Intellectual Property and the New Zealand Financial Services Industry: One of the Most Important Types of Intellectual Property from a Financial Institution's Perspective Is Its Trade Marks, Otherwise Known as Its Brand. It Is Important to Establish a Distinctive Brand from the Outset

By Catley, Penny; Whitaker, Brooke | Journal of Banking and Financial Services, April-May 2005 | Go to article overview

Intellectual Property and the New Zealand Financial Services Industry: One of the Most Important Types of Intellectual Property from a Financial Institution's Perspective Is Its Trade Marks, Otherwise Known as Its Brand. It Is Important to Establish a Distinctive Brand from the Outset


Catley, Penny, Whitaker, Brooke, Journal of Banking and Financial Services


Although it is intangible, intellectual property is an important asset of all organisations. In the financial services industry, creating and then protecting unique intellectual property can provide competitive advantages and increase business value.

This article outlines some of the forms of intellectual property that are of interest to financial institutions.

The importance of branding in the industry

Intellectual property encompasses intangible assets such as patents, registered designs, copyright and confidential information. Perhaps the most relevant form of intellectual property for financial services businesses is branding, or trade marks. Strong branding is particularly important where you are offering a service rather than selling a physical product. Differentiating your brand will help mark and characterise the uniqueness of the service.

A trade mark, or brand, is a sign, which distinguishes the goods or services of your business from those of other traders. It can symbolise the specific service (or good) in question, in addition to the qualities related to that service and/or the organisation that provides it. Branding is a way of associating a service with the values surrounding the purchase of that service.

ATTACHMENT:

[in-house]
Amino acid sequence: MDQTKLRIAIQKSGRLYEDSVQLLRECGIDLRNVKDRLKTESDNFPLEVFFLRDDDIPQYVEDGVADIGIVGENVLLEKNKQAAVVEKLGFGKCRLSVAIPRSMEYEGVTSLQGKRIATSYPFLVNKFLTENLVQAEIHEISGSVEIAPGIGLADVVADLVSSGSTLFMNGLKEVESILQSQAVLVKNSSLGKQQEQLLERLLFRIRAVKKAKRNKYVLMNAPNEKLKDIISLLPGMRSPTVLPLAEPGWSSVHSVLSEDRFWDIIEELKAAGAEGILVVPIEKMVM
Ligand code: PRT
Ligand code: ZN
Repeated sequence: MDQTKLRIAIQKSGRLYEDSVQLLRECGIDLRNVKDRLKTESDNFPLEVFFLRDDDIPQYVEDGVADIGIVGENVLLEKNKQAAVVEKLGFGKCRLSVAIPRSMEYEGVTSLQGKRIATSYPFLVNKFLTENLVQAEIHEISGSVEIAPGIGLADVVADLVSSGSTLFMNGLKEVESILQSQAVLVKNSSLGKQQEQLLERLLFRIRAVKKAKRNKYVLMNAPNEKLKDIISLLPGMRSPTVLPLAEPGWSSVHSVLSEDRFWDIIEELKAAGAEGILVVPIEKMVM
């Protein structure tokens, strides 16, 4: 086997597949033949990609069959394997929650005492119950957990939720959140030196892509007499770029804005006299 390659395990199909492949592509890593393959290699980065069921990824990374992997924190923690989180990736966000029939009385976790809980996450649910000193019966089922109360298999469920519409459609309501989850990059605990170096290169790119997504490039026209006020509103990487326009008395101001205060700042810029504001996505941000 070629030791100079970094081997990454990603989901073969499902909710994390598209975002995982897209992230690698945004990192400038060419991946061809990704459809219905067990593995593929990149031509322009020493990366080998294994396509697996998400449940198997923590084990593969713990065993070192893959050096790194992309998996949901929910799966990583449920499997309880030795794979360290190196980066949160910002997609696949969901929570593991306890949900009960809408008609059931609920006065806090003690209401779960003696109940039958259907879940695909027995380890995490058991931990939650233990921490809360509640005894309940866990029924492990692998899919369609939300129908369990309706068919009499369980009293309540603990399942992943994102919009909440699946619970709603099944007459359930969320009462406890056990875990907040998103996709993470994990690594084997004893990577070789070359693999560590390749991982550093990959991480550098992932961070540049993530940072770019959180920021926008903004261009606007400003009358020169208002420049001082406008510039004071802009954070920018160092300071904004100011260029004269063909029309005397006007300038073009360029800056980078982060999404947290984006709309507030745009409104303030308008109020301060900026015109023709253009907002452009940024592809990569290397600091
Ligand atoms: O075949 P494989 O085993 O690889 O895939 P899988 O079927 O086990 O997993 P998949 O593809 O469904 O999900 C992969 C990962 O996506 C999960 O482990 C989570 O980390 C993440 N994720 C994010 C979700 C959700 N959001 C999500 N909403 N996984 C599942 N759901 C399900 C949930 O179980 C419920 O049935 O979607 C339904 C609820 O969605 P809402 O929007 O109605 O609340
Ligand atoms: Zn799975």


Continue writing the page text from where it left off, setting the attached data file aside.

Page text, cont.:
Over time, consumers' experiences (direct and indirect) create expectations of the service, whether positive or negative. And when positive, the brand acquires what is known as the 'goodwill' quality, or reputation, which can be the driving force behind a successful business. Once you have created this goodwill, you may wish to protect it to your exclusive benefit and prevent others from using it.

Branding overview

Branding rights can include trade marks (both registered and unregistered), packaging and 'get-up' (other types of physical traits related to the brand, for example, the interior decor for a chain of fast-food restaurants). A trade mark can be a word, logo, slogan, numeral, or any other sign. It can also comprise images, shapes, colours, sounds, and even smells associated with the brand.

There are certain things that help to make successful brands, across all industries. They include: